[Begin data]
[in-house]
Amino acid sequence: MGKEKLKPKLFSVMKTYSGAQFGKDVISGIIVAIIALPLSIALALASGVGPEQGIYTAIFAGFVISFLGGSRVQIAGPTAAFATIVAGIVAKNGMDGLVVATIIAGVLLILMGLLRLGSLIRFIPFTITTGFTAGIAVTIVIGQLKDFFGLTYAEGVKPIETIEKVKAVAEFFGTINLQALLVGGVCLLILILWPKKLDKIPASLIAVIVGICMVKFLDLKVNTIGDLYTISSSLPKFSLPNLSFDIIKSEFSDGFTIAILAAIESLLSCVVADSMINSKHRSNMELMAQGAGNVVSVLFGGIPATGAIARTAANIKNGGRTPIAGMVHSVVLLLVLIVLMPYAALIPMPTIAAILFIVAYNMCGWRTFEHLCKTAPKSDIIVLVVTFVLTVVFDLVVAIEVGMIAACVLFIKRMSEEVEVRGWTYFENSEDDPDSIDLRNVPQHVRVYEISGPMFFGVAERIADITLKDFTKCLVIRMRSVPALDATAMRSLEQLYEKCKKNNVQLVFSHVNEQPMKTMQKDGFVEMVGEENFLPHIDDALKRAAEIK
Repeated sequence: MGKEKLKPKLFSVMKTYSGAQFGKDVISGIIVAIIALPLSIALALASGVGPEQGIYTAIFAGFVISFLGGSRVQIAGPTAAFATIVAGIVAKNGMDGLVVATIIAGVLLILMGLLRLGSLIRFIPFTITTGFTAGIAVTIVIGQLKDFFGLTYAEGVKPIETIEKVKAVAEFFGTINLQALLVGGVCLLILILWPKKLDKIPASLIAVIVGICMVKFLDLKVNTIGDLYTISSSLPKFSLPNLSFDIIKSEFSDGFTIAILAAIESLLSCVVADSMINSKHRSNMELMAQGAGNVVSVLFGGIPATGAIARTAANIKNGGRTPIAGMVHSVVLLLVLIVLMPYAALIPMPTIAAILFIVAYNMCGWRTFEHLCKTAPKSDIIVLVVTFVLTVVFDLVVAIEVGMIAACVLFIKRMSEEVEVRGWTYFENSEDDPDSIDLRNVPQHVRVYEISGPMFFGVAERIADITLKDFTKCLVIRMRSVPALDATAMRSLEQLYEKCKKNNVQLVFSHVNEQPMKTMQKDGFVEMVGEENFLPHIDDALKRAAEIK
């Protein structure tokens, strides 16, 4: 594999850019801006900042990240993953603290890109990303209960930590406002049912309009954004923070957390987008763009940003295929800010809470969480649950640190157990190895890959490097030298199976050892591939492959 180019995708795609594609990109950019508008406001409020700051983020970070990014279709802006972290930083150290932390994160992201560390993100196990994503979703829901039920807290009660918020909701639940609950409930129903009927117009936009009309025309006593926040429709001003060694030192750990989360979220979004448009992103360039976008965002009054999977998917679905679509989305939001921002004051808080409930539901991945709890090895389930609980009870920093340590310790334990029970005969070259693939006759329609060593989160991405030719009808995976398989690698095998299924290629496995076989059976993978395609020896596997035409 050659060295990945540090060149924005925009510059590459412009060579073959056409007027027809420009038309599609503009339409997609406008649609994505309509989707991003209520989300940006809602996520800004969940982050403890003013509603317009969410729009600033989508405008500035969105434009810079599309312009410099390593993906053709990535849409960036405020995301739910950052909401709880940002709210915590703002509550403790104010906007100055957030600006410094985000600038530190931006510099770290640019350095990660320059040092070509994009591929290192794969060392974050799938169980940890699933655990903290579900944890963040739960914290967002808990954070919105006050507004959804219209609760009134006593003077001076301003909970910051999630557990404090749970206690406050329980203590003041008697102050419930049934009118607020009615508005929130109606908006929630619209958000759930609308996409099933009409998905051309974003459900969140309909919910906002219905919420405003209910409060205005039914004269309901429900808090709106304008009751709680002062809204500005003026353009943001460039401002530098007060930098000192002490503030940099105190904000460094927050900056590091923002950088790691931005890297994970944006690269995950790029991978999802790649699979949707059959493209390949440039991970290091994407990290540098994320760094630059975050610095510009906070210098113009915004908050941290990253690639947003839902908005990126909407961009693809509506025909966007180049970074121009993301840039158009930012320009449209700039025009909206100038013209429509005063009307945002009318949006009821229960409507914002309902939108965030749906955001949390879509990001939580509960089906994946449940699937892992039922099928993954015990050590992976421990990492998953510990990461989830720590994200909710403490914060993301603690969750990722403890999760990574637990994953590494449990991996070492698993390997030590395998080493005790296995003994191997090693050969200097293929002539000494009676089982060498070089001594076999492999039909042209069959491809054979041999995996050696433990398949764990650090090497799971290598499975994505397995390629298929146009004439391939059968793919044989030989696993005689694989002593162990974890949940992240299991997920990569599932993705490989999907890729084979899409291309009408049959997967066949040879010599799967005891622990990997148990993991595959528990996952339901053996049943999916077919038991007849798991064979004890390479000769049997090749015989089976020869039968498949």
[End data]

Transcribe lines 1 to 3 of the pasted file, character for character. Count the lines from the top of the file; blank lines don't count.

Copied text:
[in-house]
Amino acid sequence: MGKEKLKPKLFSVMKTYSGAQFGKDVISGIIVAIIALPLSIALALASGVGPEQGIYTAIFAGFVISFLGGSRVQIAGPTAAFATIVAGIVAKNGMDGLVVATIIAGVLLILMGLLRLGSLIRFIPFTITTGFTAGIAVTIVIGQLKDFFGLTYAEGVKPIETIEKVKAVAEFFGTINLQALLVGGVCLLILILWPKKLDKIPASLIAVIVGICMVKFLDLKVNTIGDLYTISSSLPKFSLPNLSFDIIKSEFSDGFTIAILAAIESLLSCVVADSMINSKHRSNMELMAQGAGNVVSVLFGGIPATGAIARTAANIKNGGRTPIAGMVHSVVLLLVLIVLMPYAALIPMPTIAAILFIVAYNMCGWRTFEHLCKTAPKSDIIVLVVTFVLTVVFDLVVAIEVGMIAACVLFIKRMSEEVEVRGWTYFENSEDDPDSIDLRNVPQHVRVYEISGPMFFGVAERIADITLKDFTKCLVIRMRSVPALDATAMRSLEQLYEKCKKNNVQLVFSHVNEQPMKTMQKDGFVEMVGEENFLPHIDDALKRAAEIK
Repeated sequence: MGKEKLKPKLFSVMKTYSGAQFGKDVISGIIVAIIALPLSIALALASGVGPEQGIYTAIFAGFVISFLGGSRVQIAGPTAAFATIVAGIVAKNGMDGLVVATIIAGVLLILMGLLRLGSLIRFIPFTITTGFTAGIAVTIVIGQLKDFFGLTYAEGVKPIETIEKVKAVAEFFGTINLQALLVGGVCLLILILWPKKLDKIPASLIAVIVGICMVKFLDLKVNTIGDLYTISSSLPKFSLPNLSFDIIKSEFSDGFTIAILAAIESLLSCVVADSMINSKHRSNMELMAQGAGNVVSVLFGGIPATGAIARTAANIKNGGRTPIAGMVHSVVLLLVLIVLMPYAALIPMPTIAAILFIVAYNMCGWRTFEHLCKTAPKSDIIVLVVTFVLTVVFDLVVAIEVGMIAACVLFIKRMSEEVEVRGWTYFENSEDDPDSIDLRNVPQHVRVYEISGPMFFGVAERIADITLKDFTKCLVIRMRSVPALDATAMRSLEQLYEKCKKNNVQLVFSHVNEQPMKTMQKDGFVEMVGEENFLPHIDDALKRAAEIK